Corn Flower/Bachelor's Button (Centaurea cyanus)

Corn Flower/Bachelor's Button (Centaurea cyanus)

The cornflowers are very popular for cottage gardens, meadow gardens and flower beds. They are dependable and easy to take care of. They also make fine cut flowers or long lasting dried flowers.These cheerful, ragged blossoms are at home in temperate gardens around the world. They bloom so prolifically with so little care that they often are the first plants that children grow on their own.
The nickname "cornflower" comes from the fact that the plant grows wild in the grain fields of southern Europe. When Napoleon forced Queen Louise of Prussia from Berlin, she hid her children in a cornfield and kept them entertained and quiet by weaving wreaths of cornflowers. One of her children, Wilheim, later became the emperor of Germany. Remembering his mother's bravery, he made the cornflower a national emblem of unity.
Depending upon the variety, plants will grow to between 1 and 3 feet tall and are most effective when massed in beds and borders for color. Bachelor buttons are a cutting garden favorite, and they are one of the easiest flowers to dry for everlasting arrangements.

Sowing Bachelor Button Seeds
Bachelor buttons are easy to grow from seeds outdoors. Sow in spring, 1 to 2 weeks before the last expected frost, for early summer blooms. They can also be sown in fall in mild climates for early spring blooms.
Sow seeds 1/4 inch deep and 1 inch apart. The seeds need complete darkness to germinate, so make sure they are well covered. When seedlings are 1 to 2 inches tall, thin them to 6 to 8 inches apart. The first blooms appear 10 to 12 weeks after planting, and last for about a month. Successive plantings can extend the bloom period.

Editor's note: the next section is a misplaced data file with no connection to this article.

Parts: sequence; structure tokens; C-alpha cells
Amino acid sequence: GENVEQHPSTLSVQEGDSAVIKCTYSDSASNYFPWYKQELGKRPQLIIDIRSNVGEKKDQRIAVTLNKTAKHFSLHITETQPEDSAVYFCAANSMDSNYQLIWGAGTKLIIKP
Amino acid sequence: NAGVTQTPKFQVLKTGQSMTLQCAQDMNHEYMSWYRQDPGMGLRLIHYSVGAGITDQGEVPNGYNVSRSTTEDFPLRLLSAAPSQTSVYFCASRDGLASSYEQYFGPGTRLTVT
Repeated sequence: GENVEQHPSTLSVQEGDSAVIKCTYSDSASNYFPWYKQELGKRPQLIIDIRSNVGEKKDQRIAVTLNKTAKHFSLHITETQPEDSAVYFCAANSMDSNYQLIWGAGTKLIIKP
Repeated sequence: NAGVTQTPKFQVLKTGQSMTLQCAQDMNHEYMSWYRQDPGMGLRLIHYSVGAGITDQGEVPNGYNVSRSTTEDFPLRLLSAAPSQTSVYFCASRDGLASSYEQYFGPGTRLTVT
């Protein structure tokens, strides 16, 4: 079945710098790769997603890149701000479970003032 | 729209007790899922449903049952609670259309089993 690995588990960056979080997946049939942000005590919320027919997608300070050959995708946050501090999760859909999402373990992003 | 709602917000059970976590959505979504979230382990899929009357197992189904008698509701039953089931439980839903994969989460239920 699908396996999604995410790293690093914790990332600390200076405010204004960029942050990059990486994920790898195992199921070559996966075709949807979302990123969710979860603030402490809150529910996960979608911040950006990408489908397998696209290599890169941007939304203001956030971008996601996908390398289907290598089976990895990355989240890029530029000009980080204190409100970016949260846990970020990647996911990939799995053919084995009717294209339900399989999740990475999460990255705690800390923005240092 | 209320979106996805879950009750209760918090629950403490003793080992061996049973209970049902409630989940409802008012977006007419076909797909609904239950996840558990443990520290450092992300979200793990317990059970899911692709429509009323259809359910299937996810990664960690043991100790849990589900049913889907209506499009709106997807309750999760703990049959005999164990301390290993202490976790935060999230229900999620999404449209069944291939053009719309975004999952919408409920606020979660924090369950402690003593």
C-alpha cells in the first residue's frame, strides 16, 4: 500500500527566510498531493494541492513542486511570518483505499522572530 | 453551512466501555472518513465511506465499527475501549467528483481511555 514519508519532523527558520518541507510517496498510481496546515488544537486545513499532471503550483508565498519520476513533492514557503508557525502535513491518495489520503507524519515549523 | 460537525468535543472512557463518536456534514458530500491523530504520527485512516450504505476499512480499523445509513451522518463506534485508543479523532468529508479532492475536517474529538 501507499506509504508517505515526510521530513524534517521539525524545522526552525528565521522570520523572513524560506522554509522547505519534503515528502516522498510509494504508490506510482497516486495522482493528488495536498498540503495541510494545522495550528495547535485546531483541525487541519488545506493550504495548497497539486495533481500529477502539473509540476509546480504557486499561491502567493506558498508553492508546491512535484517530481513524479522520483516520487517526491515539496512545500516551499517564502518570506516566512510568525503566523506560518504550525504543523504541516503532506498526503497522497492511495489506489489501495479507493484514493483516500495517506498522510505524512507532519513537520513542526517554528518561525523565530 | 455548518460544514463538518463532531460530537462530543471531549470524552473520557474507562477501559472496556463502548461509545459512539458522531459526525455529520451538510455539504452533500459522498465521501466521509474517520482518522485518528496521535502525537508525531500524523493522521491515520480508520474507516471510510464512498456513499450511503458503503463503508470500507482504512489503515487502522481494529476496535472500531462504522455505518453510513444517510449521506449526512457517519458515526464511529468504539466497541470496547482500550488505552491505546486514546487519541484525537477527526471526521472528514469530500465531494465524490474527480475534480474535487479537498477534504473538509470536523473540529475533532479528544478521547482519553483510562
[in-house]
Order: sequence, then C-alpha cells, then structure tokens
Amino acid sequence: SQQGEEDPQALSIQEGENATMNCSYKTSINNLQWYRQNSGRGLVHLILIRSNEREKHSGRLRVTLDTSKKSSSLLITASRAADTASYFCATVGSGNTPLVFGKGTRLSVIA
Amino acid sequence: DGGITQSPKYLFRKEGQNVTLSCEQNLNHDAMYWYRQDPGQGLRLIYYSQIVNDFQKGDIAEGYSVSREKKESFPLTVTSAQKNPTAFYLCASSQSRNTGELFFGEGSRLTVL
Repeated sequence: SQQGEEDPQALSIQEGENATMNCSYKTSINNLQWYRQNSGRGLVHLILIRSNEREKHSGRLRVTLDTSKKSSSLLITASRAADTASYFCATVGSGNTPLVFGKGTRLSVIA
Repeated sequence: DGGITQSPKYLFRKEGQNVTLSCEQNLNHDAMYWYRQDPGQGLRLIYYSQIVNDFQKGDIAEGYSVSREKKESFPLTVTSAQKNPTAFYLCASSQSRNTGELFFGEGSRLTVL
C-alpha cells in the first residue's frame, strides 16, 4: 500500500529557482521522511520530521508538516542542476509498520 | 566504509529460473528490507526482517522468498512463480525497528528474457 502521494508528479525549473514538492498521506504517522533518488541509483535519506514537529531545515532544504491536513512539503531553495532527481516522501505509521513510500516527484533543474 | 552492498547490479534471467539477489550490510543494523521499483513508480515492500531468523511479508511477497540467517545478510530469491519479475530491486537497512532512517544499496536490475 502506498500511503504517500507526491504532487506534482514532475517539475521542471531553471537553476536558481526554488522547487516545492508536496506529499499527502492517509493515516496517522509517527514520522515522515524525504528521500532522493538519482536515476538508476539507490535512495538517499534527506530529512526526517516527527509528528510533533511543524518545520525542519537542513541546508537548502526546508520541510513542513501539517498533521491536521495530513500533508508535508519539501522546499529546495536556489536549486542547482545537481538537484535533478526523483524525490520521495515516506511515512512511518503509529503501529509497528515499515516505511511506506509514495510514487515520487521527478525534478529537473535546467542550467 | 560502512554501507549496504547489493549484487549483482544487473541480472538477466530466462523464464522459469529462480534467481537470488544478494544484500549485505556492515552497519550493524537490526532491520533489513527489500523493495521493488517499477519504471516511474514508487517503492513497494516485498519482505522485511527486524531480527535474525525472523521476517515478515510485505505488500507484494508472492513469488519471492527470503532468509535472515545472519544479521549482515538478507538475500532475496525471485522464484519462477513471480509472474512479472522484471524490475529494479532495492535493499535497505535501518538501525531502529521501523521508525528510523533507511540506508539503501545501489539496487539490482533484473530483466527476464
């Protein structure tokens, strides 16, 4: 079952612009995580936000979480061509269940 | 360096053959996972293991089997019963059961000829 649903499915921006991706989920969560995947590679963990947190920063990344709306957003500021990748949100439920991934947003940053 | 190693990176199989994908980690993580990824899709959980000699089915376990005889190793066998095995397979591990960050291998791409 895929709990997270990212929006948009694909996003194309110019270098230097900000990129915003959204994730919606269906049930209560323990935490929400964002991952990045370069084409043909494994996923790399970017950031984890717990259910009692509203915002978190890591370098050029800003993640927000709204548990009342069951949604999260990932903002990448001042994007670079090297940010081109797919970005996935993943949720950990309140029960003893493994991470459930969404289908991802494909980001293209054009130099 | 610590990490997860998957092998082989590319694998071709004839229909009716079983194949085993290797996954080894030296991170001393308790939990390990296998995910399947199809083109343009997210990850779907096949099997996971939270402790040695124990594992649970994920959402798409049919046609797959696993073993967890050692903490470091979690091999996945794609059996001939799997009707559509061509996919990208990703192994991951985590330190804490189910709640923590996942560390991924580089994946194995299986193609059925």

Will they come back next year?
Bachelor buttons are annuals, which means they complete their entire life cycle in a single year, and then die. But don't despair; they may be back next year! Bachelor buttons ensure their own survival by dropping seeds that will germinate and grow the following year in most climates. As with most annuals, keeping the spent flowers picked off will encourage the production of more flowers, but to allow them a chance to reseed, leave some of the last flowers to die naturally on the plant. This will give them a chance to drop seeds.
Seedling:   Stems below the cotyledons (hypocotyls) are stout and without hairs (glabrous).  Cotyledons are without hairs but the first true leaves have hairs and a grayish appearance.
Leaves: Leaves are narrow, approximately 2 to 6 inches long and   inch wide.  Due to the leaf appearance, these plants are often confused for a grass.   Leaves are alternate, linear in outline, and covered with long white hairs.   
Stems:   Erect, branching, and also covered with long white hairs.
Roots:  Taproot.
Fruit:  An achene that is approximately 4 mm long and 2 mm wide.
Flowers: Many solitary heads are produced on long flower stalks (pedicels).  Individual flower heads are approximately 1 to 2 inches wide and blue to purple, white, or pink in color.  
Identifying Characteristics:  Winter annual with leaves and stems that are covered with long white hairs and leaves that resemble a grass.  This weed is sometimes confused with both Spotted Knapweed (Centaurea maculosa) and corn cockle (Agrostemma githago).  However, spotted knapweed forms a basal rosette of leaves during the first year of growth and its leaves are much more deeply lobed than those of cornflower.   Additionally, the leaves of corn cockle are joined across the stem and the stems of this plant are swollen at the nodes whereas neither of these characteristics occurs with  spotted knapweed or cornflower.

Average planting success with this species: 80%
Height: 2-3 feet
Germination: 7-25 days
Optimum soil temperature for germination: 60-70F
Sowing depth: 1/8"
Blooming period: March-May
Average seeds per pound: 96,000
Seeding rate: 4 lbs. per acre
Suggested use: Roadsides, vacant lots, borders, flower gardens.

Free Corn Flower/Bachelor's Button (Centaurea cyanus)

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